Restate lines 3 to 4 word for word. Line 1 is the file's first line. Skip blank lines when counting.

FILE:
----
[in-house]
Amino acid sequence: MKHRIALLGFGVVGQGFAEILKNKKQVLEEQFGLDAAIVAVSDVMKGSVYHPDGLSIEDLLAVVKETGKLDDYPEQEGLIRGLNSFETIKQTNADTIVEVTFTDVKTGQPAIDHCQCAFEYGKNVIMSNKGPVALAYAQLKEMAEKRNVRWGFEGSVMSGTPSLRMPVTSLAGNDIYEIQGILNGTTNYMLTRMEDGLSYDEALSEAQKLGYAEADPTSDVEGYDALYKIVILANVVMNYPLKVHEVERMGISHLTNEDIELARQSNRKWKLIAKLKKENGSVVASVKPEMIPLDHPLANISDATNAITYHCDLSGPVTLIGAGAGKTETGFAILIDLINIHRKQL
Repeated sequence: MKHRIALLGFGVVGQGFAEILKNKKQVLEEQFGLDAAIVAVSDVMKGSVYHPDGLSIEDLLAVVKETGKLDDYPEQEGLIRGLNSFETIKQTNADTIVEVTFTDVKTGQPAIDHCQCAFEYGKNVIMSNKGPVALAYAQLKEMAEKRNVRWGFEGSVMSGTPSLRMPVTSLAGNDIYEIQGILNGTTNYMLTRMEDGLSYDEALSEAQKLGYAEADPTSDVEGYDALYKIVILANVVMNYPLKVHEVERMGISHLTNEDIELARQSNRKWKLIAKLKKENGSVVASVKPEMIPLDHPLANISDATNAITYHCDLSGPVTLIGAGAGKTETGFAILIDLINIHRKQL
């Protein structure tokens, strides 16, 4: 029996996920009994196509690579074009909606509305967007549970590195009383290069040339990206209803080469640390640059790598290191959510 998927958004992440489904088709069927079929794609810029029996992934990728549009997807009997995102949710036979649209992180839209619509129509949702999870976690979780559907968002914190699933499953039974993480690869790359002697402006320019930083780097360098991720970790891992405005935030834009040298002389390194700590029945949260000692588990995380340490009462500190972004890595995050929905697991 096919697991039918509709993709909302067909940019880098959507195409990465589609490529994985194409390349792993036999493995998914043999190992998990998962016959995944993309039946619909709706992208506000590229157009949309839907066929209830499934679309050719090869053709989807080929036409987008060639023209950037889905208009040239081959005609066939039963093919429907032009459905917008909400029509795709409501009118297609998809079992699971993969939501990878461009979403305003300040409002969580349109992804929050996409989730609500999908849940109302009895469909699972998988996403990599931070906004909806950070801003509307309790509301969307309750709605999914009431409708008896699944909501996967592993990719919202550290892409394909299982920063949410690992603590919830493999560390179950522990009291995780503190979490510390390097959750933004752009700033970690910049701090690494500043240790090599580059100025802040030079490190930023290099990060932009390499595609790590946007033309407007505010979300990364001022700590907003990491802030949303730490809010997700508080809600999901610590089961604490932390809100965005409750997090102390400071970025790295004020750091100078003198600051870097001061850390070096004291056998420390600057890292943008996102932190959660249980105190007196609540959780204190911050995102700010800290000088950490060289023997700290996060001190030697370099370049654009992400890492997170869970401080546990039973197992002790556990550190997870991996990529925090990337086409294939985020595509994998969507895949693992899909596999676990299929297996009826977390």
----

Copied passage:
Repeated sequence: MKHRIALLGFGVVGQGFAEILKNKKQVLEEQFGLDAAIVAVSDVMKGSVYHPDGLSIEDLLAVVKETGKLDDYPEQEGLIRGLNSFETIKQTNADTIVEVTFTDVKTGQPAIDHCQCAFEYGKNVIMSNKGPVALAYAQLKEMAEKRNVRWGFEGSVMSGTPSLRMPVTSLAGNDIYEIQGILNGTTNYMLTRMEDGLSYDEALSEAQKLGYAEADPTSDVEGYDALYKIVILANVVMNYPLKVHEVERMGISHLTNEDIELARQSNRKWKLIAKLKKENGSVVASVKPEMIPLDHPLANISDATNAITYHCDLSGPVTLIGAGAGKTETGFAILIDLINIHRKQL
């Protein structure tokens, strides 16, 4: 029996996920009994196509690579074009909606509305967007549970590195009383290069040339990206209803080469640390640059790598290191959510 998927958004992440489904088709069927079929794609810029029996992934990728549009997807009997995102949710036979649209992180839209619509129509949702999870976690979780559907968002914190699933499953039974993480690869790359002697402006320019930083780097360098991720970790891992405005935030834009040298002389390194700590029945949260000692588990995380340490009462500190972004890595995050929905697991 096919697991039918509709993709909302067909940019880098959507195409990465589609490529994985194409390349792993036999493995998914043999190992998990998962016959995944993309039946619909709706992208506000590229157009949309839907066929209830499934679309050719090869053709989807080929036409987008060639023209950037889905208009040239081959005609066939039963093919429907032009459905917008909400029509795709409501009118297609998809079992699971993969939501990878461009979403305003300040409002969580349109992804929050996409989730609500999908849940109302009895469909699972998988996403990599931070906004909806950070801003509307309790509301969307309750709605999914009431409708008896699944909501996967592993990719919202550290892409394909299982920063949410690992603590919830493999560390179950522990009291995780503190979490510390390097959750933004752009700033970690910049701090690494500043240790090599580059100025802040030079490190930023290099990060932009390499595609790590946007033309407007505010979300990364001022700590907003990491802030949303730490809010997700508080809600999901610590089961604490932390809100965005409750997090102390400071970025790295004020750091100078003198600051870097001061850390070096004291056998420390600057890292943008996102932190959660249980105190007196609540959780204190911050995102700010800290000088950490060289023997700290996060001190030697370099370049654009992400890492997170869970401080546990039973197992002790556990550190997870991996990529925090990337086409294939985020595509994998969507895949693992899909596999676990299929297996009826977390």